AngularJS NYC Meetup – Feb 2014

JEREMY ELBOURN: OK Hello I’m Jeremy Elbourn I am a front-end engineer I work on double click campaign manager here in the Google New York office It is the largest Angular application in the world that we know about, and because of that, we have learned a lot of things about building really large Angular applications And so as a part of that, what I’m going to be talking about today is organizing your Angular application Now during this talk, I’m going to talk about three different parts of this organization First is how you’re organizing your files within your project Second is organizing your logic within your application, and then organizing the code itself And I’ll try to explain the distinction between organizing your logic and organizing your code once I actually get to that point So to start off, I’m going to talk about organizing your files So a lot of you are probably really familiar with the old or current way of organizing your files This is what is currently represented on Angular Seed if you go to GitHub, which is the Angular team’s really trivial sample app that they have It is organized by services, controllers, views, et cetera So things are categorized by type They have one module per directory in this way, or per type of these things So there’s a services module, controllers module, directives module, and this is not really an ideal approach for building an application that is more trivial than something really trivial So a to-do list It gives you really poor control over your dependency injection configuration, which is what the Angular modules are really for And the directories become really bloated It’s hard to find a particular service in a directory that has 20 or 30 different services in it Same goes for directives, et cetera So the Angular team realized this, and just last week, they published to their blog a new recommendation The new recommendation is to organize your project by component or feature Doing this in such a way that it will probably mirror your application structure itself This is going to make it easier to extract and share different components, and it allows you to create Angular modules that are– or it forces you, rather, to create Angular modules that more accurately reflect your injection dependencies So we have an example of this here So this is just a fake little project I made in IntelliJ to highlight what it looks like And so at the root of this, we have two folders inside of our sample app One is called App, and this contains all of your application stuff It has your JavaScript code, your CSS, your HTML, everything that is actually part of your application There is another top level folder here– you can see it towards the bottom– called Scripts This just has some demos, server shell script I included this to demonstrate that anything that you have in your project, that you have maybe in source control or whatnot, this goes outside of app It doesn’t have to be scripts It could be anything It could be documentation It could be games As long it’s related to your application, and you’re keeping it in your same ID project, then you could put it in a root folder outside of app Now looking inside of app, this is what we actually care about We have one top level folder called Components, and this is where all of your shared components for the whole application go So in this example, I have a date picker directive and a dialogue service as the two components that are used in this application The date picker has its CSS, its template, its controller, its directive of configuration, and its test all on that one file Same goes for the dialogue service All of its own files are within that directory Then outside of Components, we have what we’ve been calling Sections, so these would be the different pages or views in your application In this sample application, we have a sample list and a sample properties, and each of these just has a template controller test, template controller test And then inside of app, just by themselves, not in any other directory, is your app.js,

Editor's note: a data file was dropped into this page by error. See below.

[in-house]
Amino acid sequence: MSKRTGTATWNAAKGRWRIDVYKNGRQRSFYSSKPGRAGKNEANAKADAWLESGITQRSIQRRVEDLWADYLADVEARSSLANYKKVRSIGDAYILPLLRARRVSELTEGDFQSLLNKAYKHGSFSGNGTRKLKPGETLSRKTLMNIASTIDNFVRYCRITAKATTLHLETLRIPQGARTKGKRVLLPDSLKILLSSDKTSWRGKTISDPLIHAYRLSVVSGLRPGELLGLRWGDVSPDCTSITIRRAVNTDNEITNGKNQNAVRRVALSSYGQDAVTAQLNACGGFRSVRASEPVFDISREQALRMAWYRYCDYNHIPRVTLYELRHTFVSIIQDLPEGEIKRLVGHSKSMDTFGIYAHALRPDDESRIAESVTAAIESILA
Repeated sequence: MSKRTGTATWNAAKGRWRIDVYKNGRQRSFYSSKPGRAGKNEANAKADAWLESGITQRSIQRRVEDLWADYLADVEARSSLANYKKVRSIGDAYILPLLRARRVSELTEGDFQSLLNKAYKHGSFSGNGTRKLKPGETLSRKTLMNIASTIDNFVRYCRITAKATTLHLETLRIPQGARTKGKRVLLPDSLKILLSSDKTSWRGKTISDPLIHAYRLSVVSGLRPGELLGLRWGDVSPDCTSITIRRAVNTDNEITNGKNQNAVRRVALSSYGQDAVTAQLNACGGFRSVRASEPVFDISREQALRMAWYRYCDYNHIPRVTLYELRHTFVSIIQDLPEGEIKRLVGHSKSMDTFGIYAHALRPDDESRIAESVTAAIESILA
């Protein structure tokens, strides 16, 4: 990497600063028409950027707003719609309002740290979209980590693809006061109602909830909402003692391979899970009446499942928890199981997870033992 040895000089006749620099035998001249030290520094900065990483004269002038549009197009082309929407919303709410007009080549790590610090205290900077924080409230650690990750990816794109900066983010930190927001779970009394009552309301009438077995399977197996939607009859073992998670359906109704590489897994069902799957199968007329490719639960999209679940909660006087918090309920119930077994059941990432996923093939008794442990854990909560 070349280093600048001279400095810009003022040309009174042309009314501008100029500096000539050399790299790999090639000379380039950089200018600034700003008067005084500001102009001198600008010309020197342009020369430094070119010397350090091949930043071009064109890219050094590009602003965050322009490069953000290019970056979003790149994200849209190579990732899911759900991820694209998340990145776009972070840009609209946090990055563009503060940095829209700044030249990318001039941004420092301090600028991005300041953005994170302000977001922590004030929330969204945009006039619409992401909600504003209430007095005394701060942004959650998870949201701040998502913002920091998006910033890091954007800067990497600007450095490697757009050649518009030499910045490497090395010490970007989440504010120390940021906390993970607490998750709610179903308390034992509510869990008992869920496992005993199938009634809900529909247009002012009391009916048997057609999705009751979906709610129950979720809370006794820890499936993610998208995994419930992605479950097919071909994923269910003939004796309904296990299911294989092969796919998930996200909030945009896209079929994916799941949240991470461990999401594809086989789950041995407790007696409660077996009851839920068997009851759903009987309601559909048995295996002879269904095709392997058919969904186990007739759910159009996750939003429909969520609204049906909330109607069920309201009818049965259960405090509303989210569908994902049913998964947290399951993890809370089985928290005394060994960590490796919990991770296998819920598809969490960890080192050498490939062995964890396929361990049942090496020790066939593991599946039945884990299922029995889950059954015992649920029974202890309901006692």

which is going to have your app module, your one core Angular module that is going to have its dependencies on everything else, in addition to your App Controller, which is for your application Chrome, the things that are outside of your ng-view and your index.html And this is much neater than the old way when you have a really large project It makes it easier to find files that you’re looking for, and it makes the– having each of these sections be its own Angular module lets you more easily just say, this module has a dependency, or your app has a dependency on this module, and when you’re running tests, you can only load the module that you want to load You can read more about this I’m going to have a link at the end, and it’s also linked from the Angular blog So in terms of setting an example from the Angular team, this new recommendation is going to be reflected in Angular Seed, Angular Phonecat, and the Yeoman Generator Angular sometime in the not too distant future They’re not updated yet, but it will happen at some time So that pretty well covers organizing your files with the new recommendation And so now I’m going to talk about organizing the logic of your application So Angular talks about services and controllers and directives and filters, and you are probably all very familiar with this And so it’s great You know exactly how to break up your code, until you have something in your application that looks like this This is something we have in the application I work on It’s this giant hierarchical list where you can open things up at a side pane There are lots of different buttons for doing different things There’s inline editing, bulk editing, sorting, paging, carouseling, the works And this really brings us to the problem with controllers When you have a big app, you’re going to have lots of common functionality And when you have very complicated views, the controllers for these views can end up being thousands upon thousands of lines long, which is really undesirable And how many of you like to work with a file that has 7000 lines of code in it? So how can you break up your logic that is going to be used in many controllers, or break up your logic into one from one very large controller into more encapsulated pieces? So my team’s tried three different approaches for this Well, maybe more than three, but I’m just going to talk about three So the first is inheritance And this is what we did when the application started, your traditional object-oriented inheritance, or if you’re being technical, prototypical inheritance for JavaScript So we would have a base controller, and then a base list controller, and then from that, a base editable list controller And this runs into some problems Your hierarchy can become too deep and confusing, so we ended up having some controllers that were five or more levels deep There’s some logic that doesn’t fit neatly into a generic parent, so we would have something like a list of ads, and then we would have an ads properties page, and we would have some logic that needed to be used in just those two places, but that list page, inherited from base list, and that properties page inherited from base properties page, and so where does that go? And as always, when you’re using inheritance, you have imperfect encapsulation, because implementation details of a parent class, like a base list controller, are going to leak into that child, even though the child doesn’t really need to know the details of how that base list controller is doing things like paging and sorting It just needs to know the API for doing those things So we tried to move away from the inheritance model a little bit when we could to try using mixins For those who don’t know, mixins are kind of like atomic pieces of functionality In JavaScript, it’s essentially creating an object that has some functions defined and then extending another object with those functions In this case, we did that with controllers So as an example, with the same list idea, we would have a controller that mixed in a list mixin,